How to slice up a movie using ActionScript

 

In this guide I'm going to explain how to slice up a running movie clip in Flash using ActionScript 3.0. Click here to see an example of this used in a game.

To be able to work on a movie we first need to understand what a movie is. A movie is a sequence of images giving the illusion of continuous movement. Each image in the movie is referred to as a frame. We can start by discussing how to slice up one image because each frame of the movie is an image. Then it will be easy to expand that knowledge into slicing a movie made up of many images.

To do this we are going to catch a frame of the movie as an image. An image in ActionScript is represented by the class Bitmap. The Bitmap object holds a reference to an object of type BitmapData. The BitmapData holds the pixel information that makes up the image. We start by creating a Bitmap object and a BitmapData object. We set the width and height of the BitmapData. After that we set the bitmapData property of the Bitmap object to the created BitmapData object.

var tBitmap:Bitmap = new Bitmap();
var tBD:BitmapData = new BitmapData(width, height);
tBitmap.bitmapData = tBD;

We use the draw method of the BitmapData class to capture a slice of the frame of the movie as an image.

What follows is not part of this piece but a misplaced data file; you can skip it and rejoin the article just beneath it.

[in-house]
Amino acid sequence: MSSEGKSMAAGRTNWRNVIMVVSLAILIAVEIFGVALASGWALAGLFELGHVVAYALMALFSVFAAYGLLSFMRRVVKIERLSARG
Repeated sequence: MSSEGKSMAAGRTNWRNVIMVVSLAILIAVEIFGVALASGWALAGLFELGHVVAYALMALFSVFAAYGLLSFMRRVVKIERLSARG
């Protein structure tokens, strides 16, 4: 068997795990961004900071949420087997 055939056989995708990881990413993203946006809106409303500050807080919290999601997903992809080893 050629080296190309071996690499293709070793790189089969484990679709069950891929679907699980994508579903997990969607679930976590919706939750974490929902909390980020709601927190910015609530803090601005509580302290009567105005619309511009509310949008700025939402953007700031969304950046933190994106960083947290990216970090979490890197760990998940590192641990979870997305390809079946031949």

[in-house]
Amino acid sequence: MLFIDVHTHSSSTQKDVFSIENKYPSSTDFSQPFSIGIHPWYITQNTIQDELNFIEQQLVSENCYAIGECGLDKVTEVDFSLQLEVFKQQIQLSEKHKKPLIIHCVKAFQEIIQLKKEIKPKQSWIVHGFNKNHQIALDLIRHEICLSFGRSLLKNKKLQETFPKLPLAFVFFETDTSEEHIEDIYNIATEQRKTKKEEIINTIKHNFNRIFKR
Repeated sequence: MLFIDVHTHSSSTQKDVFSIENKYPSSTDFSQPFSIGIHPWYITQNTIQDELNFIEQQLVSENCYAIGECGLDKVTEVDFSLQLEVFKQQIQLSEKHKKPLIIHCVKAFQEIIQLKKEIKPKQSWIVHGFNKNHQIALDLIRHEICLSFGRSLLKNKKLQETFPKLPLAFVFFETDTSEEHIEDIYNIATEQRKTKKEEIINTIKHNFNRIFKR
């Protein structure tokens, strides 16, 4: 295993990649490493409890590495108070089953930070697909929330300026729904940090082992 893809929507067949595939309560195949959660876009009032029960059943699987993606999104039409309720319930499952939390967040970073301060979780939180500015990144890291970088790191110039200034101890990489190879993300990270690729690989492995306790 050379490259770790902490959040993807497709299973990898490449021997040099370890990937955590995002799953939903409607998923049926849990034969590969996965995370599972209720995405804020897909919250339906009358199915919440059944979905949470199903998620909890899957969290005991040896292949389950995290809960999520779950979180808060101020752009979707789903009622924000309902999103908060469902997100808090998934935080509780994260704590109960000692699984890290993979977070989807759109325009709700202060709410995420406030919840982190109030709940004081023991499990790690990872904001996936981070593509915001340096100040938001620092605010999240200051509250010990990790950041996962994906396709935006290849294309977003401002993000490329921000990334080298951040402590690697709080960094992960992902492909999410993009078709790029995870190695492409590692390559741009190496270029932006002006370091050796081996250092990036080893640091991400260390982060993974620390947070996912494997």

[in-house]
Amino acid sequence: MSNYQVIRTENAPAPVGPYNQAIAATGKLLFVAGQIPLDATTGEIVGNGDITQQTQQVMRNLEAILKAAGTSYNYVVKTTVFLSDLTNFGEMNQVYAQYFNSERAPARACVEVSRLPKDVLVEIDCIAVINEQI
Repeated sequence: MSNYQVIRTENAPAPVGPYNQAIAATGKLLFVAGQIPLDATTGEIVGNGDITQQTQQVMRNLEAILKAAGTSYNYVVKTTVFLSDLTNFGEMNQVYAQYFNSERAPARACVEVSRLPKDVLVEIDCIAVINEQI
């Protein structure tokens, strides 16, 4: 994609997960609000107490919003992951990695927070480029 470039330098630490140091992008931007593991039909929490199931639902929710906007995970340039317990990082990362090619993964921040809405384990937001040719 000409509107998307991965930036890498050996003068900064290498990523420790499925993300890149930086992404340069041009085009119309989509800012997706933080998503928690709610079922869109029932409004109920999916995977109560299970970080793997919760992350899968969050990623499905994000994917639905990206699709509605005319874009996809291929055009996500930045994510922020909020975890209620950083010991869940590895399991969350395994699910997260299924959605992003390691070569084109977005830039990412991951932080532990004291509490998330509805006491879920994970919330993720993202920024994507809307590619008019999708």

public function draw(source:IBitmapDrawable, matrix:Matrix = null, colorTransform:ColorTransform = null, blendMode:String = null, clipRect:Rectangle = null, smoothing:Boolean = false):void

The first parameter to this method is source. This is the object that will be drawn as an image in the BitmapData object. We are also going to use the parameters matrix and clipRect. Together these to parameters defines which part of the frame we want to capture and draw in the BitmapData object. The parameter matrix defines how to scale, rotate and shift the pixels that are captured from the movie. We are only interested in the shifting part in this example. We need the shifting part of the matrix to be able to define which part of the movie to capture as the image. We use the parameter clipRect to define the size of the slice, clipRect is an object of the class Rectangle and defines the width and height of the slice to capture using the draw method.

var tBitmap:Bitmap = new Bitmap();
var tBD:BitmapData = new BitmapData(width, height);
var tM:Matrix = new Matrix();
tM.translate(x, y);
var tR:Rectangle = new Rectangle(0, 0, width, heigh);
tBD.draw(source, tM, null, null, tR);
tBitmap.bitmapData = tBD;

The code above will capture the part of source that is bound by a rectangle with the width and height defined by the rectangle and that is located at the coordinate x, y specified by the matrix. See the image bellow.

Bild som visar placering och storlek på utklippet

We have only cut out one part of the frame so far. We need to repeat the code above to slice the hole frame up into different images. In the example bellow we slice the frame into nine parts. Three horizontal and three vertical images.